Nearly eight months after the Australian Government closed its international borders to non-Australian citizens and residents to contain the coronavirus outbreak, Minister Tudge indicated last Friday that the country is working towards getting the borders reopened “slowly, but safely.” Travel movement, however, will continue to remain low and slow until late 2021.
At the multicultural press conference last Friday, Mr Tudge said the government is employing a number of ways to initiate the reopening.
“We have firstly started to bring in some temporary skilled migrants again, but on a priority listing. We have started the bubble arrangements now with New Zealand whereby you don’t have to quarantine. It’s a very significant step,” he said.
In addition to New Zealand, Mr Tudge informed that the government is also working towards establishing quarantine-free travel arrangements with other low-risk countries such as Japan, Singapore and South Korea.
He said these bubble arrangements will help pave the way for the return of more people into the country.
“Those countries have also had very low infection rates. And if those open up again it will mean we will be able to bring people into Australia without the quarantine because the quarantining you will appreciate almost becomes the bottleneck or the speed limit of how many people we can bring into the country,” he said.
This, however, means that international borders will remain closed to all other high-risk counties for the foreseeable future.
Minister Tudge said there were around 34,000 Australians who have registered their interest to return home with DFAT, for whom the federal government has been prioritising a return. The Government is confident that those people will be able to get home by Christmas.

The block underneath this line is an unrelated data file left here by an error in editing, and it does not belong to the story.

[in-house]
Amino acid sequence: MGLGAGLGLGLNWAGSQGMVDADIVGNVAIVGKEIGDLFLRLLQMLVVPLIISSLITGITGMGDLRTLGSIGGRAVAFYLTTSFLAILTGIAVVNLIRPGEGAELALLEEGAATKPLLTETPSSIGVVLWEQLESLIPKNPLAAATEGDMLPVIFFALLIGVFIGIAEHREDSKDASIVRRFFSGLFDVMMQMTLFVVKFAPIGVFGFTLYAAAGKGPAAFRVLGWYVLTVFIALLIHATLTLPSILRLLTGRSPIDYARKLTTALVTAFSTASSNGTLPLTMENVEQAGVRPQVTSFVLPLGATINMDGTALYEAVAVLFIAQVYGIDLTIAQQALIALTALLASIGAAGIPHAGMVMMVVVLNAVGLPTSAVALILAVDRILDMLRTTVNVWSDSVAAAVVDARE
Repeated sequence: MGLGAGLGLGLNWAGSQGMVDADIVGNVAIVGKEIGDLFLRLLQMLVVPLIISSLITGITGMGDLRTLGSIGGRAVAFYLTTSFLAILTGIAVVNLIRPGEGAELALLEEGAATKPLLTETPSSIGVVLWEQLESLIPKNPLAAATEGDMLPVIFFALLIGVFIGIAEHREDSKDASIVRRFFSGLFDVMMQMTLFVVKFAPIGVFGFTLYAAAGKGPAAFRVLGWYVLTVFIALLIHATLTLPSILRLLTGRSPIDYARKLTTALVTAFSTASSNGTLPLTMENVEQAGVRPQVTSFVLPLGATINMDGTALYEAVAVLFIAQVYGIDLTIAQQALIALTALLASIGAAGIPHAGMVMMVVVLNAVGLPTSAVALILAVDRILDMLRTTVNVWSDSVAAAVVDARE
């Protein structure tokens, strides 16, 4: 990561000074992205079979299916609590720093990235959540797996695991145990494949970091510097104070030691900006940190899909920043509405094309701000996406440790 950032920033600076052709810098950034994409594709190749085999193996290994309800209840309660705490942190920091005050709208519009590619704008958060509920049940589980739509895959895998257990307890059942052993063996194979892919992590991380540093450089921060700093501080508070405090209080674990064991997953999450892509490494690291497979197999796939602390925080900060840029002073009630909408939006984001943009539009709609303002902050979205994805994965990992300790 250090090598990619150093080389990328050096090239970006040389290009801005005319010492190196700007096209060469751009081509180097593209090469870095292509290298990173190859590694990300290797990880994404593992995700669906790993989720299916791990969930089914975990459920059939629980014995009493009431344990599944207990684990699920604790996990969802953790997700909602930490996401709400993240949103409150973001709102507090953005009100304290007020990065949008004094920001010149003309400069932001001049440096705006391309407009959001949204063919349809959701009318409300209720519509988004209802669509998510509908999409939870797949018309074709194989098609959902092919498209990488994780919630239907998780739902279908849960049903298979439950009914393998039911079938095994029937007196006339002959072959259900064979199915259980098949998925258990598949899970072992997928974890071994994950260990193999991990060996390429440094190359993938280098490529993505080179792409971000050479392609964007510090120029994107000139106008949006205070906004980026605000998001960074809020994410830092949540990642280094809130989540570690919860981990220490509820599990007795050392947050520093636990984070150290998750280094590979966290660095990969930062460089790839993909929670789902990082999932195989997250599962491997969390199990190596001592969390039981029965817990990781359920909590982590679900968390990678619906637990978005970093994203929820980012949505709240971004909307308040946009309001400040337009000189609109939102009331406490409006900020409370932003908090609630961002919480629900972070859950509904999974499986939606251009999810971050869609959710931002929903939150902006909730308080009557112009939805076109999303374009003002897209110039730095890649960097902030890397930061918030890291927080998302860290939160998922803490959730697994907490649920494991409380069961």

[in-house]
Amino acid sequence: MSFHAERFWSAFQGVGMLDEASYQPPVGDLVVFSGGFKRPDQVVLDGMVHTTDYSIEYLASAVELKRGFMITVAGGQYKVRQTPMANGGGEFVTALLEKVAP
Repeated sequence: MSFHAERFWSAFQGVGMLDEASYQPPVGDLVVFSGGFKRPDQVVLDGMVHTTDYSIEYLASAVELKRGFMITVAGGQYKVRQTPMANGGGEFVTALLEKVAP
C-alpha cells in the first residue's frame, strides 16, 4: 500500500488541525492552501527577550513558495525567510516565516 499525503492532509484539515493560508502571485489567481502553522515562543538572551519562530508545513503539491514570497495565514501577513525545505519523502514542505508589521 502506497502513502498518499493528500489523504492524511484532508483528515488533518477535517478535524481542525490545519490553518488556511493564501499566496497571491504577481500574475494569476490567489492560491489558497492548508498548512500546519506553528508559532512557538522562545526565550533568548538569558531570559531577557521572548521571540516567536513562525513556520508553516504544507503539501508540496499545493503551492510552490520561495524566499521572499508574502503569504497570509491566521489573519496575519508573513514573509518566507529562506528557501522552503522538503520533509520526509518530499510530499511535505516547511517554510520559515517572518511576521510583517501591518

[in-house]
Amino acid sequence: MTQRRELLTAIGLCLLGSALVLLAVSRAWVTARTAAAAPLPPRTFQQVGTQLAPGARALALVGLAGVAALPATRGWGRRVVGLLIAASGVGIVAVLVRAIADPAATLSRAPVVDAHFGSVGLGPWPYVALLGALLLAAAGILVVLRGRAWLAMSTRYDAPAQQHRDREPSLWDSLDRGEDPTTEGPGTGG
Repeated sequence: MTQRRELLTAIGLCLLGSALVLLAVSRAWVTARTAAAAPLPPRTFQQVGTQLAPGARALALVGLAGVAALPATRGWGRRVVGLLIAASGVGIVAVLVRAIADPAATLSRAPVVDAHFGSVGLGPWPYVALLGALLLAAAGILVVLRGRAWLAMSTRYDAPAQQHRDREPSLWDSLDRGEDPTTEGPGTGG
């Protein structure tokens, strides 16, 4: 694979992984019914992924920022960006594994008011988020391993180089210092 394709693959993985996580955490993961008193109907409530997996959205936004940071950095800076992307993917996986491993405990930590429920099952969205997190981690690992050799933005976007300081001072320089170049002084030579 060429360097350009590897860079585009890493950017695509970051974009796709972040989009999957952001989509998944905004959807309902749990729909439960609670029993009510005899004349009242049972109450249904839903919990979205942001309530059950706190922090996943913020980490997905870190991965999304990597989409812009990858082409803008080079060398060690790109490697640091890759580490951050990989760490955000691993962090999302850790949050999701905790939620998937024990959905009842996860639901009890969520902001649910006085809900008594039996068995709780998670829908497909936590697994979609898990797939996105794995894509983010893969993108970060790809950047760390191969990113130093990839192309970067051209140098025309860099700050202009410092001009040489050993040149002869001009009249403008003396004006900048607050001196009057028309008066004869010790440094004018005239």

The weekly cap on international arrivals currently sits at 6,000 but is expected to be increased this month, enabling more Australian citizens and permanent residents to return home.
What about international students?
In October earlier this year, the government in its Budget estimates had assumed that Australia’s 120,000 international students who remain stranded offshore will gradually start to return through the states’ ‘small and phased’ pilot programs starting from late 2020.
Reassuring international students who bring $39 billion to the national economy, Minister Tudge said the government is combing out the final details of the two initial pilots, expressing willingness to revive and reopen the sector “in the not so distant future.”
“When you think about the numbers here, in a normal year we have about a 195,000 international students coming to the country at the start of the calendar year. It’s a very significant number and obviously, it’s really tricky at the moment given our quarantine arrangements.
“We are trying to find a solution knowing that having international students in Australia is great for those students, it’s great for Australia and over the years international students have been a terrific source of new Aussies down the track,” he said.
So far Northern Territory and South Australia have confirmed plans to facilitate the return of international students, under which 70 students are expected to return to Darwin and up to 300 students will return to universities in Adelaide respectively.